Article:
Adrian Matejka will be first Black editor of Poetry magazine

Apr 26, 2022, 6:01 AM | Updated: 3:32 pm
This undated image shows Adrian Matejka, an educator, former state laureate of Indiana and prize-wi...

This undated image shows Adrian Matejka, an educator, former state laureate of Indiana and prize-winning poet who was named editor of Poetry magazine. (Polina Osherov via AP)

(Polina Osherov via AP)

NEW YORK (AP) — Poetry magazine, one of the country’s oldest and most prominent literary publications, will for the first time have a Black editor. Adrian Matejka, an educator, former state laureate of Indiana and prize-winning poet, begins his new job May 16.

“I couldn’t be more humbled or excited to be the new editor of Poetry,” Matejka, 50, said in a statement. “The 19-year-old version of me, thumbing through the magazine’s pages with wonder, would have never imagined that he would one day be part of such a vital literary institution.”

Matejka, whose 2013 collection “The Big Smoke” was a finalist for the Pulitzer Prize and National Book Award, added that he was “committed to re-imagining Poetry not only as a venue for poetics, but more importantly, as one that is in service of poets and treats writers as the gifts that they are.”

Matejka’s hiring was announced Tuesday by the Poetry Foundation, a Chicago-based organization that oversees Poetry. The foundation was established in 2003 after Ruth Lilly, an heir to the Eli Lilly pharmaceutical fortune, donated $100 million to the magazine. Poetry, founded in 1912, has published T.S. Eliot, Marianne Moore, John Ashbery and many other leading writers. Several Matejka poems have run in the magazine.

“As an accomplished poet, educator, and past poet laureate, Adrian brings invaluable talent and experience. We look forward to his leadership and collaboration with the team to share new poets and poetry with the world,” Michelle T. Boone, who in 2021 became the foundation’s first Black president, said in a statement.

Matejka, who grew up in Indianapolis, is also the author of the poetry collections “The Devil’s Garden,” “Map to the Stars” and “Somebody Else Sold the World” and an upcoming graphic novel, “Last On His Feet.” In what he calls “strange serendipity,” he is the Ruth Lilly Professor of Poetry at Indiana University Bloomington.

The president of Cave Canem, a leading supporter of Black poets, praised Tuesday’s announcement. Tyehimba Jess said in a statement that “Adrian’s vision of building literary community through excellence and diversity in publication is a critical step forward for Poetry. Through his work on the page and his activism as poet laureate of Indiana, Adrian has a track record of service to history and the fullness of each reader and poet’s humanity.”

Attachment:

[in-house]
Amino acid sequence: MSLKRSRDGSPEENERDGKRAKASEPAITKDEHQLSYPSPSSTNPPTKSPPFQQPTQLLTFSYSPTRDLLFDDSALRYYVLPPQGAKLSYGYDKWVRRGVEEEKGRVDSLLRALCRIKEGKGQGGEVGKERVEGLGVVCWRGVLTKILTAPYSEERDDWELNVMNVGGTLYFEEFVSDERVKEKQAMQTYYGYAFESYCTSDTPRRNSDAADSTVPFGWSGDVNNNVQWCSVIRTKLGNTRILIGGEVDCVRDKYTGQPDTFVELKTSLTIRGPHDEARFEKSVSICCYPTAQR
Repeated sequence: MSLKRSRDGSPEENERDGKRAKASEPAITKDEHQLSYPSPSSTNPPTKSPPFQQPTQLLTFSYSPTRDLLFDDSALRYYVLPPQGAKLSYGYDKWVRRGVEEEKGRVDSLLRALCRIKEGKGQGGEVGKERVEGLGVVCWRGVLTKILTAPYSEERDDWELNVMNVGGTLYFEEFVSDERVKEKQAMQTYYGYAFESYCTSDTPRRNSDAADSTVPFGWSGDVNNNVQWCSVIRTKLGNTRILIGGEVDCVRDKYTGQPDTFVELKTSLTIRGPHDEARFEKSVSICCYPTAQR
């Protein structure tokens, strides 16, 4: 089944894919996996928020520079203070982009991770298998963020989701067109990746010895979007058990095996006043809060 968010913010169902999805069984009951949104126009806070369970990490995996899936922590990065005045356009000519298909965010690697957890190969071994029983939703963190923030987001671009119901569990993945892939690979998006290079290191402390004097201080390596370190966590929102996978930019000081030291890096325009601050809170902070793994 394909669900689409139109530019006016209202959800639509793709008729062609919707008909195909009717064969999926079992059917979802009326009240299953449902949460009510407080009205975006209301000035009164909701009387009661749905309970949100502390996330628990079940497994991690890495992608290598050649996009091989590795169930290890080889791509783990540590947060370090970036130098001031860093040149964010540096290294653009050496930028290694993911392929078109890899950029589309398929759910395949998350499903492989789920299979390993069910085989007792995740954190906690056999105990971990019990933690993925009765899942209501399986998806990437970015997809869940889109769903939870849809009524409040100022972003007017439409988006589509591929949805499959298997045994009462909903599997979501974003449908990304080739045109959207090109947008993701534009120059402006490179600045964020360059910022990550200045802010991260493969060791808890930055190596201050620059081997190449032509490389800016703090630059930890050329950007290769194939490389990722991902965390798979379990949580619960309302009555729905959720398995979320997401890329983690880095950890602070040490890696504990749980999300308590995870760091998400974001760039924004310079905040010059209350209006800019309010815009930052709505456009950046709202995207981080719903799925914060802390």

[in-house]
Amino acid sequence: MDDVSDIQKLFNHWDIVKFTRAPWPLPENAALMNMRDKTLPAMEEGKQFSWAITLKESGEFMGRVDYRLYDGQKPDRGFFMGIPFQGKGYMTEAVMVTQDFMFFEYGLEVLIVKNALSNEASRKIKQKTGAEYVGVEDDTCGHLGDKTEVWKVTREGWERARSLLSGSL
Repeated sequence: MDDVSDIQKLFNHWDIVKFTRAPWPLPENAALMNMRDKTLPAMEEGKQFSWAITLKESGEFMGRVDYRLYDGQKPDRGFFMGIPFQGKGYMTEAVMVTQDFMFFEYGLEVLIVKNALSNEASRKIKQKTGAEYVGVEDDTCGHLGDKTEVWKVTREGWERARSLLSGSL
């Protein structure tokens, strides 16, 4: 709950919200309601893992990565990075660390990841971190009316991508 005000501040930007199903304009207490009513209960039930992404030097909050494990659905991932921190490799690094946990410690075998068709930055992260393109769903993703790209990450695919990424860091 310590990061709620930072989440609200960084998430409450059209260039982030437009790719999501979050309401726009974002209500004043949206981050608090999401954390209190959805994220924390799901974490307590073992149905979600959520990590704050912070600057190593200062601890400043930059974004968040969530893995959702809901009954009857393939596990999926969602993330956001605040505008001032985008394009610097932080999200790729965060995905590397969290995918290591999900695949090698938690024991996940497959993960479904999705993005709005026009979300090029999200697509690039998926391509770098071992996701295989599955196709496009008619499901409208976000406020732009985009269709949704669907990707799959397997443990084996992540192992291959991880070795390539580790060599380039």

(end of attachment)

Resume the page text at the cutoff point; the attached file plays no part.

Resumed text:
Like numerous literary institutions, the Poetry Foundation has been addressing criticisms over diversity and social awareness. Two years ago, in the aftermath of the murder of George Floyd, the president and board chairman resigned amid criticism over a foundation statement expressing “solidarity with the Black community” and declaring faith in “the strength and power of poetry to uplift in times of despair.”

More than 1,500 poets, subscribers and teachers among others published an open letter denouncing the statement as vague and dispassionate. The letter’s endorsers called on the foundation and Poetry magazine, which support and organize a wide range of workshops, grants and awards, to provide “a significantly greater allocation of financial resources toward work which is explicitly anti-racist in nature and, specifically, fighting to protect and enrich Black lives, in and outside of Chicago.”

The foundation responded with “An Open Letter of Commitment to Our Community,” in which it acknowledged its predominantly white leadership and vowed to “better serve the poets who entrust us with their work, creative or otherwise, and serve audiences who find solace, joy, insight, catalysts for change, and more in poetry.”

Poetry has not had a permanent editor since the summer of 2020, when Don Share resigned after the magazine was criticized for publishing a poem which Share himself described as “insidious” and “particularly oppressive to Black, Pacific Islander, and Asian people.” The foundation called his departure part of the “ongoing changes and conversations” outlined in its open letter.